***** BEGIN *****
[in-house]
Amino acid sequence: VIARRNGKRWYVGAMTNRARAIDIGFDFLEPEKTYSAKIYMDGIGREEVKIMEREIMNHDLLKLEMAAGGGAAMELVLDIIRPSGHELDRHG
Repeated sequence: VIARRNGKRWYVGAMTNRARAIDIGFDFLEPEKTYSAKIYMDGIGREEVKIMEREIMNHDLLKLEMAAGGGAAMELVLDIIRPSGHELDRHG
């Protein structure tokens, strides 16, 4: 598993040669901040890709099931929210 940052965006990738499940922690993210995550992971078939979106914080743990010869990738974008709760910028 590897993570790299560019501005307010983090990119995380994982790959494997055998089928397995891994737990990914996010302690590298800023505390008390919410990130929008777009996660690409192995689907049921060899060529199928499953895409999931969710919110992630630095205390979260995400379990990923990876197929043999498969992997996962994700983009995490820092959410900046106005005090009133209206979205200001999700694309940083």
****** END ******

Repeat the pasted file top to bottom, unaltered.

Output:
[in-house]
Amino acid sequence: VIARRNGKRWYVGAMTNRARAIDIGFDFLEPEKTYSAKIYMDGIGREEVKIMEREIMNHDLLKLEMAAGGGAAMELVLDIIRPSGHELDRHG
Repeated sequence: VIARRNGKRWYVGAMTNRARAIDIGFDFLEPEKTYSAKIYMDGIGREEVKIMEREIMNHDLLKLEMAAGGGAAMELVLDIIRPSGHELDRHG
């Protein structure tokens, strides 16, 4: 598993040669901040890709099931929210 940052965006990738499940922690993210995550992971078939979106914080743990010869990738974008709760910028 590897993570790299560019501005307010983090990119995380994982790959494997055998089928397995891994737990990914996010302690590298800023505390008390919410990130929008777009996660690409192995689907049921060899060529199928499953895409999931969710919110992630630095205390979260995400379990990923990876197929043999498969992997996962994700983009995490820092959410900046106005005090009133209206979205200001999700694309940083």